Ethene and other simple olefins must be polymerized at very high pressures (up to 800 bar).


Copolymerization is common in emulsion polymerization. The same rules and comonomer pairs that exist in radical polymerization operate in emulsion polymerization. However, copolymerization kinetics are greatly influenced by the aqueous solubility of the monomers. Monomers with greater aqueous solubility will tend to partition in the aqueous phase and not in the polymer particle. They will not get incorporated as readily in the polymer chain as monomers with lower aqueous solubility. This can be avoided by a programmed addition of monomer using a semi-batch process.

Ethene and other alkenes are used as minor comonomers in emulsion polymerization, notably in vinyl acetate copolymers.

Small amounts of acrylic acid or other ionizable monomers are sometimes used to confer colloidal stability to a dispersion.


Both thermal and redox generation of free radicals have been used in emulsion polymerization. Persulfate salts are commonly used in both initiation modes. The persulfate ion readily breaks up into sulfate radical ions above about 50 °C, providing a thermal source of initiation. Redox initiation takes place when an oxidant such as a persulfate salt, a reducing agent such as glucose, Rongalite, or sulfite, and a redox catalyst such as an iron compound are all included in the polymerization recipe. Redox recipes are not limited by temperature and are used for polymerizations that take place below 50 °C.

Although organic peroxides and hydroperoxides are used in emulsion polymerization, initiators are usually water soluble and partition into the water phase. This enables the particle generation behavior described in the theory section. In redox initiation, either the oxidant or the reducing agent (or both) must be water-soluble, but one component can be water-insoluble.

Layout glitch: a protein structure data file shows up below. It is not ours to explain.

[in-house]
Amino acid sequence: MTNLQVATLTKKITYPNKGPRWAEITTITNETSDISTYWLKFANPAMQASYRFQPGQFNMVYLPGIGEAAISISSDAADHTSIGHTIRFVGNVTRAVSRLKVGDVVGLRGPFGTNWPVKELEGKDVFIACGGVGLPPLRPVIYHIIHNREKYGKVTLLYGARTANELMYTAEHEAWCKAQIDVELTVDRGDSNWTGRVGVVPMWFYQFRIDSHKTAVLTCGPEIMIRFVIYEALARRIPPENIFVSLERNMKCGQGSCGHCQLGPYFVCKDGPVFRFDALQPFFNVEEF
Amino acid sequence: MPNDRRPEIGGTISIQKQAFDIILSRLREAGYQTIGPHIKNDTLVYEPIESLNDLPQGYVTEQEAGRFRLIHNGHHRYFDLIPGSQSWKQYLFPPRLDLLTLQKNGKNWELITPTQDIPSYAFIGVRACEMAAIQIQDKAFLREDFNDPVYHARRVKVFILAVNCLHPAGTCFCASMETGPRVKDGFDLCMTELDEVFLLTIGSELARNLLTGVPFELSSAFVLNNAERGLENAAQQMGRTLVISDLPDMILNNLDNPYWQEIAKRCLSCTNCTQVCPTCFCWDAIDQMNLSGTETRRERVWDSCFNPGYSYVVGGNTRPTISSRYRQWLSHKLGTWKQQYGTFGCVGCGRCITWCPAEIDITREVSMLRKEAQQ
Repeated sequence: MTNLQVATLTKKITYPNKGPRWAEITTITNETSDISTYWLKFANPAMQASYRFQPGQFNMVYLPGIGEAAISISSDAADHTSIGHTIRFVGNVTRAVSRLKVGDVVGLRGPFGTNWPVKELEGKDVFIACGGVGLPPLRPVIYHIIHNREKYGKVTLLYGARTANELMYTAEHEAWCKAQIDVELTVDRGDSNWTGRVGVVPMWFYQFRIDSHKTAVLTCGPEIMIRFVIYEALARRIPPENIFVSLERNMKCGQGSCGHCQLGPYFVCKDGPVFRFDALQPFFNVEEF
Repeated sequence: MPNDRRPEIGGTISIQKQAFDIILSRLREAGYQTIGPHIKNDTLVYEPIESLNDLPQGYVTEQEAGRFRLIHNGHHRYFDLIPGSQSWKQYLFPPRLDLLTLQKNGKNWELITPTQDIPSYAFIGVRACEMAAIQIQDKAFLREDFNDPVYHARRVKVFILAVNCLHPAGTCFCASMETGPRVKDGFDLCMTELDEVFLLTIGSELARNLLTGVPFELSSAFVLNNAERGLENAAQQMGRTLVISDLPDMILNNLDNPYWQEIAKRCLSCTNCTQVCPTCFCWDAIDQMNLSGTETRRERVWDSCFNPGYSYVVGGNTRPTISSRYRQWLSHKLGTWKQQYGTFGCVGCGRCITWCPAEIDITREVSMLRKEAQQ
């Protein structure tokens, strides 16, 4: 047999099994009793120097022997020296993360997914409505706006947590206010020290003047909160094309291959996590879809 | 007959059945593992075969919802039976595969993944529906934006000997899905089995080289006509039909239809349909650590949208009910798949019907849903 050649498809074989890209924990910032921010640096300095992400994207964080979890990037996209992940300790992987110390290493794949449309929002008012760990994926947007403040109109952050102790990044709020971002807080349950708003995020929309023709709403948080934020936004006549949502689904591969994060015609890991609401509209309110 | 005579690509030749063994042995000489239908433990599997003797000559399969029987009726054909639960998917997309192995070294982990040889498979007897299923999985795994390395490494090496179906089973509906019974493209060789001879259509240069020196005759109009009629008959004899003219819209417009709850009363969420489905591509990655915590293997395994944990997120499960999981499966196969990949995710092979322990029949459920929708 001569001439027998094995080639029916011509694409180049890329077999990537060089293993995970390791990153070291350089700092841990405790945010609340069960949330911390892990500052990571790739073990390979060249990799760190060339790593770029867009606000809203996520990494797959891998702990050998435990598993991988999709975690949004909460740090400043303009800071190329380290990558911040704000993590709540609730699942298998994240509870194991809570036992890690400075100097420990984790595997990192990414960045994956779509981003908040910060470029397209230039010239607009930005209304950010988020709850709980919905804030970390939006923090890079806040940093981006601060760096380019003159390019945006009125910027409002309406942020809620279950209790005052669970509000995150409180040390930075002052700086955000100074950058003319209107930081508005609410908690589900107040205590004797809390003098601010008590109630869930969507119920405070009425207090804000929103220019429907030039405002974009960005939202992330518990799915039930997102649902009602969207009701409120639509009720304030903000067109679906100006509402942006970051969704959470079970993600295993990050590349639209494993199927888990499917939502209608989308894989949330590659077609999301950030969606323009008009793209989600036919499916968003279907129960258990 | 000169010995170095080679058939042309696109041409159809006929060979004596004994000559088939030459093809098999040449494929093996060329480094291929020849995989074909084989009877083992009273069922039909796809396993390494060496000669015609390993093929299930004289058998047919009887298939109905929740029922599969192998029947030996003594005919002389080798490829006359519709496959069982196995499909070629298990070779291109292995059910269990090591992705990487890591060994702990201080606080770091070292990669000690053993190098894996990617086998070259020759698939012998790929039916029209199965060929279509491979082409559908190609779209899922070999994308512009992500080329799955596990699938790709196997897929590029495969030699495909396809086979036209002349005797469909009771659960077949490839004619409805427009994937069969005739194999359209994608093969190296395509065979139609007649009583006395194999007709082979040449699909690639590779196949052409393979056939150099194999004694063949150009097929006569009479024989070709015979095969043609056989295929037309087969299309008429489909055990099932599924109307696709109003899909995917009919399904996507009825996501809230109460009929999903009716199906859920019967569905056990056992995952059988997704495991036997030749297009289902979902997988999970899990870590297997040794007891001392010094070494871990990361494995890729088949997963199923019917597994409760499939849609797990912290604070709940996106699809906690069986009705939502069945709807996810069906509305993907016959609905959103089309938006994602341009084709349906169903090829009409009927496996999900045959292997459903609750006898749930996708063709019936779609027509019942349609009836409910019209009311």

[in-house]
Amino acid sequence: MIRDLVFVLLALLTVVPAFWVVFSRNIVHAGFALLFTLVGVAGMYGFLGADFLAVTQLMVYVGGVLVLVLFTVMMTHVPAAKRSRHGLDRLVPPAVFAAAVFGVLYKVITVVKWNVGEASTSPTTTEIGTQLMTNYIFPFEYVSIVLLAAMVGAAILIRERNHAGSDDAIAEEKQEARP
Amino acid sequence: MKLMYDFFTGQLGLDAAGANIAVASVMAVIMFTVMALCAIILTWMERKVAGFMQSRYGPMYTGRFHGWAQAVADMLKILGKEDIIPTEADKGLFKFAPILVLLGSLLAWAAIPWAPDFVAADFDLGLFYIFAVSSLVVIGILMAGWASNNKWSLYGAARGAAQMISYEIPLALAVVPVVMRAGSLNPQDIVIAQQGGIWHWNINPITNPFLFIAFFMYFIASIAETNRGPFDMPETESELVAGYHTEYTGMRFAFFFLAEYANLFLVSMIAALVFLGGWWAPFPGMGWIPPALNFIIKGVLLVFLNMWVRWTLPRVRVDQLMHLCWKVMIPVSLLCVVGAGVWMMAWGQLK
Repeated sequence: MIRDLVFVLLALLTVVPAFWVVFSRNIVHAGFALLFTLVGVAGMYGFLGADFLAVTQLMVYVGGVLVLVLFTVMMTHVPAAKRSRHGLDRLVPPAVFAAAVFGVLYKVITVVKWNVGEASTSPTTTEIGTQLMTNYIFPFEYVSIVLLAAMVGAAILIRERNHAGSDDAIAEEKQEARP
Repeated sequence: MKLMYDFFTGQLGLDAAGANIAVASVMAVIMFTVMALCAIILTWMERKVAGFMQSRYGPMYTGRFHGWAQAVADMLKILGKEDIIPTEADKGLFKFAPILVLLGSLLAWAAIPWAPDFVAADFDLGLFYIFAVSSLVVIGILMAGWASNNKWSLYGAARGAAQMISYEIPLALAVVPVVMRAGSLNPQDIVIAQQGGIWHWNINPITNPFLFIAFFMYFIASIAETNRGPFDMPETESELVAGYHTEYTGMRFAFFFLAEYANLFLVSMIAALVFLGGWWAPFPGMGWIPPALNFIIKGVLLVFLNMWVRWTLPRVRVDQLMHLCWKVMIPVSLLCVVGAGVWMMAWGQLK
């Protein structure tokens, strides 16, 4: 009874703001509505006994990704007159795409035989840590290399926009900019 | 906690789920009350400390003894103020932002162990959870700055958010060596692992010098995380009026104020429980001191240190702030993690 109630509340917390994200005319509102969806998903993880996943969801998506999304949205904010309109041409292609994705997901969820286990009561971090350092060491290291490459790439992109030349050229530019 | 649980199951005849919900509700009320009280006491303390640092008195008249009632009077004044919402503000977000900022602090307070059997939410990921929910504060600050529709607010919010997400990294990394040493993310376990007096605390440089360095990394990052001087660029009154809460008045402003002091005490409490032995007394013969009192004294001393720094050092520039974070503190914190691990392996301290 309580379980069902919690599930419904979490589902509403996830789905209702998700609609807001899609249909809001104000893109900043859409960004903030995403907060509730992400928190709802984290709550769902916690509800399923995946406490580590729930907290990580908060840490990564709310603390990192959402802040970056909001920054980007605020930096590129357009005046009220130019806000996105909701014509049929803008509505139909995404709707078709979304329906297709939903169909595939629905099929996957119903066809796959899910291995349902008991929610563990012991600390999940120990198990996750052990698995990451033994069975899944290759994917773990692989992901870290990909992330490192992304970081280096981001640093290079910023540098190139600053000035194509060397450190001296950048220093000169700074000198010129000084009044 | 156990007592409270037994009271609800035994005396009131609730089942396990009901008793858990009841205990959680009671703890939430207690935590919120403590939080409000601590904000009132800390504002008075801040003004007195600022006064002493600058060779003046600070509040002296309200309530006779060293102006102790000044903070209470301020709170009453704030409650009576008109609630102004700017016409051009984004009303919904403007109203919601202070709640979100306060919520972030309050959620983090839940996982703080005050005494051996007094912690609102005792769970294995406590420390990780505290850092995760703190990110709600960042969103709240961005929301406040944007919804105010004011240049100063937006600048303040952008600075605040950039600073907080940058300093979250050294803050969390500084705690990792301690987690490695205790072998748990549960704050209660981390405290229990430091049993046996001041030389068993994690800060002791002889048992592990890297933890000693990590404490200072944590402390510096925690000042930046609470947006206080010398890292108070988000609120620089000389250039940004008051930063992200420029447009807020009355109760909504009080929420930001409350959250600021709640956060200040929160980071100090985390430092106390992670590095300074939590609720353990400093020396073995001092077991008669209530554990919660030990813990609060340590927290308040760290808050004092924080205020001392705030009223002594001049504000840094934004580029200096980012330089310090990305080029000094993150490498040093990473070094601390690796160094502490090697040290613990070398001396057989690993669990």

Selection of the correct surfactant is critical to the development of any emulsion polymerization process. The surfactant must enable a fast rate of polymerization, minimize coagulum or fouling in the reactor and other process equipment, prevent an unacceptably high viscosity during polymerization (which leads to poor heat transfer), and maintain or even improve properties in the final product such as tensile strength, gloss, and water absorption.

Anionic, nonionic, and cationic surfactants have been used, although anionic surfactants are by far most prevalent. Surfactants with a low critical micelle concentration (CMC) are favored; the polymerization rate shows a dramatic increase when the surfactant level is above the CMC, and minimization of the surfactant is preferred for economic reasons and the (usually) adverse effect of surfactant on the physical properties of the resulting polymer. Mixtures of surfactants are often used, including mixtures of anionic with nonionic surfactants. Mixtures of cationic and anionic surfactants form insoluble salts and are not useful.

Examples of surfactants commonly used in emulsion polymerization include fatty acids, sodium lauryl sulfate, and alpha-olefin sulfonate.

Non-surfactant stabilizers

Some grades of polyvinyl alcohol and other water-soluble polymers can promote emulsion polymerization even though they do not typically form micelles and do not act as surfactants (for example, they do not lower surface tension). It is believed that growing polymer chains graft onto these water-soluble polymers, which stabilize the resulting particles.[15]

Dispersions prepared with such stabilizers typically exhibit excellent colloidal stability (for example, dry powders may be mixed into the dispersion without causing coagulation). However, they often result in products that are very water sensitive due to the presence of the water-soluble polymer.